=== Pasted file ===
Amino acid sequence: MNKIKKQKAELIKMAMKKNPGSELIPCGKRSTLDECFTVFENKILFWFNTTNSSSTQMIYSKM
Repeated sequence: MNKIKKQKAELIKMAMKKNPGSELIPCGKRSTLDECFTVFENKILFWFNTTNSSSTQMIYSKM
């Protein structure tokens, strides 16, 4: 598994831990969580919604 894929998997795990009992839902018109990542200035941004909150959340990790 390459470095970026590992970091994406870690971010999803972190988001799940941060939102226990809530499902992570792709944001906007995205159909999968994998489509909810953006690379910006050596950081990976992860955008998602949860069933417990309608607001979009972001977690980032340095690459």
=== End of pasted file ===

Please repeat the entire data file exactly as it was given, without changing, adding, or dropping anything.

Amino acid sequence: MNKIKKQKAELIKMAMKKNPGSELIPCGKRSTLDECFTVFENKILFWFNTTNSSSTQMIYSKM
Repeated sequence: MNKIKKQKAELIKMAMKKNPGSELIPCGKRSTLDECFTVFENKILFWFNTTNSSSTQMIYSKM
């Protein structure tokens, strides 16, 4: 598994831990969580919604 894929998997795990009992839902018109990542200035941004909150959340990790 390459470095970026590992970091994406870690971010999803972190988001799940941060939102226990809530499902992570792709944001906007995205159909999968994998489509909810953006690379910006050596950081990976992860955008998602949860069933417990309608607001979009972001977690980032340095690459």